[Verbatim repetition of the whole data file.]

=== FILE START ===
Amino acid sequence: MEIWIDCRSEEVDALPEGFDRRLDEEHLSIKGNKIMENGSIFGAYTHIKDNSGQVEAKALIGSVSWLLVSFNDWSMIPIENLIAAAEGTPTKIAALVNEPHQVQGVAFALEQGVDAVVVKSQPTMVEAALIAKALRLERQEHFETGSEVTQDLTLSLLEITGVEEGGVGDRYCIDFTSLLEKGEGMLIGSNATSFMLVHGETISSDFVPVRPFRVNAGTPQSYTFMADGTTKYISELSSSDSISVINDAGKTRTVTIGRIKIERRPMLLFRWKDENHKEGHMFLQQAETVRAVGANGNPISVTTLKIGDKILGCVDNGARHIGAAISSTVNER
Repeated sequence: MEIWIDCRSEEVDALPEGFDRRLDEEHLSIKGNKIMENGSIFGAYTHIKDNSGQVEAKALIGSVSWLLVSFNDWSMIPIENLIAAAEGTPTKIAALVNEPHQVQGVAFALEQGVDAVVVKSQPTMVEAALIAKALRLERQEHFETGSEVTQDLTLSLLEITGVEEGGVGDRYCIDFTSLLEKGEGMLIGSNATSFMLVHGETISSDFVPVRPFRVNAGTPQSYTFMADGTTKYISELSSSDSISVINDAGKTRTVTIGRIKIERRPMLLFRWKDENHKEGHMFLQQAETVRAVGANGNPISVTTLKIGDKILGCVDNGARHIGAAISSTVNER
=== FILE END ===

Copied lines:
Amino acid sequence: MEIWIDCRSEEVDALPEGFDRRLDEEHLSIKGNKIMENGSIFGAYTHIKDNSGQVEAKALIGSVSWLLVSFNDWSMIPIENLIAAAEGTPTKIAALVNEPHQVQGVAFALEQGVDAVVVKSQPTMVEAALIAKALRLERQEHFETGSEVTQDLTLSLLEITGVEEGGVGDRYCIDFTSLLEKGEGMLIGSNATSFMLVHGETISSDFVPVRPFRVNAGTPQSYTFMADGTTKYISELSSSDSISVINDAGKTRTVTIGRIKIERRPMLLFRWKDENHKEGHMFLQQAETVRAVGANGNPISVTTLKIGDKILGCVDNGARHIGAAISSTVNER
Repeated sequence: MEIWIDCRSEEVDALPEGFDRRLDEEHLSIKGNKIMENGSIFGAYTHIKDNSGQVEAKALIGSVSWLLVSFNDWSMIPIENLIAAAEGTPTKIAALVNEPHQVQGVAFALEQGVDAVVVKSQPTMVEAALIAKALRLERQEHFETGSEVTQDLTLSLLEITGVEEGGVGDRYCIDFTSLLEKGEGMLIGSNATSFMLVHGETISSDFVPVRPFRVNAGTPQSYTFMADGTTKYISELSSSDSISVINDAGKTRTVTIGRIKIERRPMLLFRWKDENHKEGHMFLQQAETVRAVGANGNPISVTTLKIGDKILGCVDNGARHIGAAISSTVNER